Senate Republicans Don't Notice or Don't Care What Baker Thinks of Their Tax Bill

Thursday, November 30, 2017

Ten days ago, late on the afternoon of November 20, I printed out a State House News Service article headlined, “Mass. Middle Class May Take ‘Biggest Hit’ Under Federal Tax Reform, Baker Says.” 

It concerned an appearance earlier that day by Governor Charlie Baker on WGBH’s “Boston Public Radio” show, which is hosted by Jim Braude and Margery Eagan and airs Monday through Friday, 12:00 to 2:00 P.M.  Once a month, there’s an “Ask the Governor” segment, with Baker speaking and answering questions the entire two hours.
The article rested atop a pile on my desk until this morning, when I picked it up, read it again, and shook my head, marveling anew at how strange this time of the Trump ascendancy in U.S. politics is.

Here we have a popular Republican governor, Charlie Baker, telling the world that his feelings on a major component of Republican tax reform legislation are the same as those of Elizabeth Warren, a liberal Democrat member of the U.S. Senate loathed by multitudes within the GOP.
And here we have a Republican majority in the U.S. Senate that does not give a fig that GOP moderates like Baker are worried sick about how that legislation will affect their states and are rushing head-over-heals to pass a tax reform bill -- possibly as soon as today or tomorrow. 

“If you really want to do something for the middle class, this is not it, because the middle class – in Massachusetts – will probably take the biggest hit,” Baker told Braude and Eagan on November 20.  “This is just a big shift, as you point out Jim, to the haves, at the expense in many cases of working people and the have-nots.  And I don’t support that.”
Baker also said:

“There are all kinds of things in this bill that will just make life for middle-class families in Massachusetts dramatically more expensive. And one of the things that Senator Warren said about this that I thought was spot on was she said, before we start taking things away from middle class families to support tax cuts for big corporations, we should be talking about what we’re going to do to make life easier for middle class families first.  And I agree completely with her on that point.”

The national press is reporting today that several Republican senators -- including Susan Collins of Maine -- who were on the fence about tax reform, are coming around after lunching with Trump the other day and receiving verbal assurances from the president that their concerns would be addressed in various ways.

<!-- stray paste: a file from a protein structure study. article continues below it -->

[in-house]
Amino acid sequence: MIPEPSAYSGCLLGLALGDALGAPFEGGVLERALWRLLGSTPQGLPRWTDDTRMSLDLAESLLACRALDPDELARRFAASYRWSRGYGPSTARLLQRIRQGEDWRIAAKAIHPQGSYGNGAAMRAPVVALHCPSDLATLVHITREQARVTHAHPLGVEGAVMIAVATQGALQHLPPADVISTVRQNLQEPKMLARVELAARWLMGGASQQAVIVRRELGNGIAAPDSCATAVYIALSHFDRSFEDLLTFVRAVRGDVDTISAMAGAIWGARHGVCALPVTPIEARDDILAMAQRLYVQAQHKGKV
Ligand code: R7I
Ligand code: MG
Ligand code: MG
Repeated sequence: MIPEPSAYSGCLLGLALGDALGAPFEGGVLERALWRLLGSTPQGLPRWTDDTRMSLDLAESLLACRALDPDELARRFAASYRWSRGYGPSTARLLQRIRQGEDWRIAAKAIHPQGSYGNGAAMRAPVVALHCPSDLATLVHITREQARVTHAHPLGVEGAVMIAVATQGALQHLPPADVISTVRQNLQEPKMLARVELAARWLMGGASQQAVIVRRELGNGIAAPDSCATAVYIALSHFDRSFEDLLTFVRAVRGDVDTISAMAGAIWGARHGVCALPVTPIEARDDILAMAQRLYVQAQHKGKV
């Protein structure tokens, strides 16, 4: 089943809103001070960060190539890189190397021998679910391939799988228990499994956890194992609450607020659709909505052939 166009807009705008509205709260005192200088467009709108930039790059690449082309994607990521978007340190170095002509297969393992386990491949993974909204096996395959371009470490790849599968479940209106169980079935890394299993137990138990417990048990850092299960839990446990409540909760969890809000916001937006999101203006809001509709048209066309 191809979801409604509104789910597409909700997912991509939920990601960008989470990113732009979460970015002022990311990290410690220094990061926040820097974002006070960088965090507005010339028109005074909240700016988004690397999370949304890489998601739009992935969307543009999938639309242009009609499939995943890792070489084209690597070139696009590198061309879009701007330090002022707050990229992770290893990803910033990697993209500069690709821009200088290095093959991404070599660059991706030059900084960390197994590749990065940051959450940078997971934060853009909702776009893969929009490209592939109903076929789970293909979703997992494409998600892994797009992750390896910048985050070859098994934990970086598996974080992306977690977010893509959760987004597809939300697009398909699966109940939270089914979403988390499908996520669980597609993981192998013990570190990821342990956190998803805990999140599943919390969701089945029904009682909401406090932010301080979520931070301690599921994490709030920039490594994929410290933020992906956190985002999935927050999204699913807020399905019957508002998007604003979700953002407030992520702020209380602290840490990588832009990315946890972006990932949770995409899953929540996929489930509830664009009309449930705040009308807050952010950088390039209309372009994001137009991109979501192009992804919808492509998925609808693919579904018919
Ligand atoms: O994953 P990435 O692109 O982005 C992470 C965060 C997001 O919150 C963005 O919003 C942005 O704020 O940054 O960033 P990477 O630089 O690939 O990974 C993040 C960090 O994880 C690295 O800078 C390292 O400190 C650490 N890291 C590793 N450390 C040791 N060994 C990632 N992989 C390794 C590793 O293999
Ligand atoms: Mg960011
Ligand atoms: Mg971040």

Collins has not yet firmly committed herself to the bill, the New York Times said, “but is more optimistic after the lunch.”  The Times quoted her as saying, “I believe that a lot of my concerns, it appears, are going to be addressed and that I’m going to be getting the opportunity to offer amendments on the Senate floor.”

In his November 20 interview with Braude and Eagan, Governor Baker happened to mention that he communicates regularly with Senator Collins in Washington.  Said Baker, “I talk to Susan Collins quite a bit about a lot of stuff that’s going on down there, A) because she represents New England, and B) because she’s somebody I’ve known for a long time and I can have a conversation with.”
I have this wild hope. Senator Collins is on the Senate floor. In a few minutes, she’s going to have to cast her final vote on tax reform.  Standing by her desk, she closes her eyes, puts her fingers to her chin and silently asks, “Who am I going to believe, Charlie Baker or Donald Trump?”

FOOTNOTE: In a statement late this morning to the State House News, House Speaker Robert DeLeo expressed "deep concern" about the GOP tax plan.  "I thank our congressional delegation for its advocacy against this ill-conceived legislation, which is built on specious economic arguments.  It is abundantly clear that the plan would be detrimental to hardworking residents of many backgrounds and income levels.  Additionally, it would negatively impact the Commonwealth's fiscal health, which would have sweeping ramifications on our ability to provide both essential services and programs that have given Massachusetts a competitive edge."  DeLeo said he was "particularly concerned" about the state's colleges, universities and research institutions.  "In addition to the short-term economic losses for Massachusetts, these cuts would stymie the nation's preeminent role in innovation and discovery.  That's not a loss we can afford, financially or for the morale of this country." 



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